Call to boost competition in "stagnant" German letters market

Germany’s Monopolies Commission has called for an end to Deutsche Post’s VAT exemptions and various other measures to counter the “stagnant” competition levels within the German letters market. The Commission said in its seventh annual report on the development of competition within the EUR 9bn German letters market that there are too many barriers to allow rivals to properly challenge the dominance of Deutsche Post.

It wants to see “clearly identifiable improvements” in price regulation in the postal market and an end to Deutsche Post’s sales tax exemptions in order to allow all postal service providers a level playing field.

The Commission is putting forward proposals to amend the country’s Postal Act in order to foster more competition in the postal market.

Justus Haucap, the chairman of the Commission, said: “The increase in market share for competitors to just over 10% cannot hide the fact that the development of competition in the letters market is stagnating, and there is still no functioning competition.”

In its latest report, also out this week, the industry’s regulator, the Federal Network Agency, backed up the Monopolies Commission view that there has been “no significant changes” in the market for letters within the last three years, although it said competition had increased from 9.3% in 2009 to 10.4% in 2010.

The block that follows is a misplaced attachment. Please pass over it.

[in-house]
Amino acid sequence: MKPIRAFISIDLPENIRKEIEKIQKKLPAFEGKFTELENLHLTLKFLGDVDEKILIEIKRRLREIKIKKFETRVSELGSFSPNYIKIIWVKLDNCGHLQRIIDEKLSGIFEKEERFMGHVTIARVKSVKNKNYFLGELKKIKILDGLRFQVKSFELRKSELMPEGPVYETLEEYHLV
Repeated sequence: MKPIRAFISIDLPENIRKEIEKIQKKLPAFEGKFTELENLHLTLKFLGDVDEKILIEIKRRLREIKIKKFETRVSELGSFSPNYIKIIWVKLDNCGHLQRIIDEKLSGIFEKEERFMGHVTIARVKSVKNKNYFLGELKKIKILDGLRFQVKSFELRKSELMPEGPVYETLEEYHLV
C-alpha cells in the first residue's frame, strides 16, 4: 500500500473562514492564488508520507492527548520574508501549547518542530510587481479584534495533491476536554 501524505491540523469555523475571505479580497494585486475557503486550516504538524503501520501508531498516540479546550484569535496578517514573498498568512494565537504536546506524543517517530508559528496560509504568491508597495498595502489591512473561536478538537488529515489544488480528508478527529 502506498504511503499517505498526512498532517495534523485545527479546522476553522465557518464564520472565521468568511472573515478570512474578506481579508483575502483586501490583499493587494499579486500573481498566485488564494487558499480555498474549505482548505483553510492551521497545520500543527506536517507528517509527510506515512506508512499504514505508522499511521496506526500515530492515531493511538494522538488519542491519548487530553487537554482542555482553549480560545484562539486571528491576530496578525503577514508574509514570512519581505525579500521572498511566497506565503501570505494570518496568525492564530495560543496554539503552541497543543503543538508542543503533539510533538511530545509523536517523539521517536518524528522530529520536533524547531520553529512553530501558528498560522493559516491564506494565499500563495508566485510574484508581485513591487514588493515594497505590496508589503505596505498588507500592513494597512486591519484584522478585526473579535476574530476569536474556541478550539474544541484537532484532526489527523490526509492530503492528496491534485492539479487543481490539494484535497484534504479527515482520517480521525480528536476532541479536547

The Monopolies Commission’s proposals to bring in more competition include re-introducing better licensing systems to give rivals more access to partial services of Deutsche Post. This would allow the kind of worksharing that the Commission suggested was “crucial” to improving competition levels.

The proposals also seek more powers for regulators at the Federal Network Agency, which it said does not have enough scope to investigate and prevent “abusive” behaviour of the dominant Deutsche Post.

The German postal giant should have a new obligation to disclose all details of its individual wholesale agreements to federal regulators, the Commission said, to provide extra protection against competition violations.

The Commission also wants to make it easier for rivals to submit formal complaints about Deutsche Post abuse of dominant position in the market.

As a further move to open up the German postal market to more competition, the Monopolies Commission recommended that the German government reliniquish its financial interest in Deutsche Post. Currently, just over 30% of the company’s shares are held by the state-owned KfW bank.

The Federal Network Agency said in its report that it was working hard to promote competition in the letters market, citing the recent judgement against Deutsche Post’s First Mail unit.

It said there was a promising rise in collaborations between postal companies to set up alternative delivery networks stretching across the country. “The Agency welcomes such activities as a promising feature in strengthening competition in the postal market,” it said.


In contrast to the situation in the German letters market, the Federal Network Agency said competition in the parcels market was developing “positively”.

Matthias Kurth, the president of the agency, said parcel revenues were around EUR 18.8bn in 2010, up 14.6% on 2009, with EUR 9.7bn in revenues seen during the first half of 2011.

Kurth said there was a “noticeable” increase in parcel volumes with online retail a particular driver.

“The competitive situation has further improved in the parcels market,” he said. “For some time now, private customers have also been using the nationwide service from Hermes in addition to that of Deutsche Post DHL.”

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